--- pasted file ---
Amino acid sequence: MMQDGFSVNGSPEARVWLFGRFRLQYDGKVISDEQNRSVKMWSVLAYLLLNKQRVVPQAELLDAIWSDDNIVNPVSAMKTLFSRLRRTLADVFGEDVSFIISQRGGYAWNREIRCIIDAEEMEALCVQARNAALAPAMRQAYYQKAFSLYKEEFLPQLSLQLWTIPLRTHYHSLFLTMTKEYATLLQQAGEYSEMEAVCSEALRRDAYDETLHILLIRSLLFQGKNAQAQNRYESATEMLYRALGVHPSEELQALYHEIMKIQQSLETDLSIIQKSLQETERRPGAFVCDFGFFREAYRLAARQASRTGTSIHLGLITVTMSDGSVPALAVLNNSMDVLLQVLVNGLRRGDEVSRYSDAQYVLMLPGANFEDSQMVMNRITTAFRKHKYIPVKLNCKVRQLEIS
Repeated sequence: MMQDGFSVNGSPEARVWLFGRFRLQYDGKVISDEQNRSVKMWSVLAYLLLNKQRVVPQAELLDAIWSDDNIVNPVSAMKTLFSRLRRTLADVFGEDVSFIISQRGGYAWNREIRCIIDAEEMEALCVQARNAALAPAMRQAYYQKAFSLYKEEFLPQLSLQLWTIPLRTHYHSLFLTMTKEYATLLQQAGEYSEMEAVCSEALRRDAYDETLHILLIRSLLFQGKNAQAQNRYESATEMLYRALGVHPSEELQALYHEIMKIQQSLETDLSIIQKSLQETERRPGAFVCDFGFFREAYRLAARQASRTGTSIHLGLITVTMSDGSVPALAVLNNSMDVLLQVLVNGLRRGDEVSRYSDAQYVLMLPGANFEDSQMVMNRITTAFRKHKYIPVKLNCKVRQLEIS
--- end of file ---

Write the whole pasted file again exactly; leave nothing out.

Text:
Amino acid sequence: MMQDGFSVNGSPEARVWLFGRFRLQYDGKVISDEQNRSVKMWSVLAYLLLNKQRVVPQAELLDAIWSDDNIVNPVSAMKTLFSRLRRTLADVFGEDVSFIISQRGGYAWNREIRCIIDAEEMEALCVQARNAALAPAMRQAYYQKAFSLYKEEFLPQLSLQLWTIPLRTHYHSLFLTMTKEYATLLQQAGEYSEMEAVCSEALRRDAYDETLHILLIRSLLFQGKNAQAQNRYESATEMLYRALGVHPSEELQALYHEIMKIQQSLETDLSIIQKSLQETERRPGAFVCDFGFFREAYRLAARQASRTGTSIHLGLITVTMSDGSVPALAVLNNSMDVLLQVLVNGLRRGDEVSRYSDAQYVLMLPGANFEDSQMVMNRITTAFRKHKYIPVKLNCKVRQLEIS
Repeated sequence: MMQDGFSVNGSPEARVWLFGRFRLQYDGKVISDEQNRSVKMWSVLAYLLLNKQRVVPQAELLDAIWSDDNIVNPVSAMKTLFSRLRRTLADVFGEDVSFIISQRGGYAWNREIRCIIDAEEMEALCVQARNAALAPAMRQAYYQKAFSLYKEEFLPQLSLQLWTIPLRTHYHSLFLTMTKEYATLLQQAGEYSEMEAVCSEALRRDAYDETLHILLIRSLLFQGKNAQAQNRYESATEMLYRALGVHPSEELQALYHEIMKIQQSLETDLSIIQKSLQETERRPGAFVCDFGFFREAYRLAARQASRTGTSIHLGLITVTMSDGSVPALAVLNNSMDVLLQVLVNGLRRGDEVSRYSDAQYVLMLPGANFEDSQMVMNRITTAFRKHKYIPVKLNCKVRQLEIS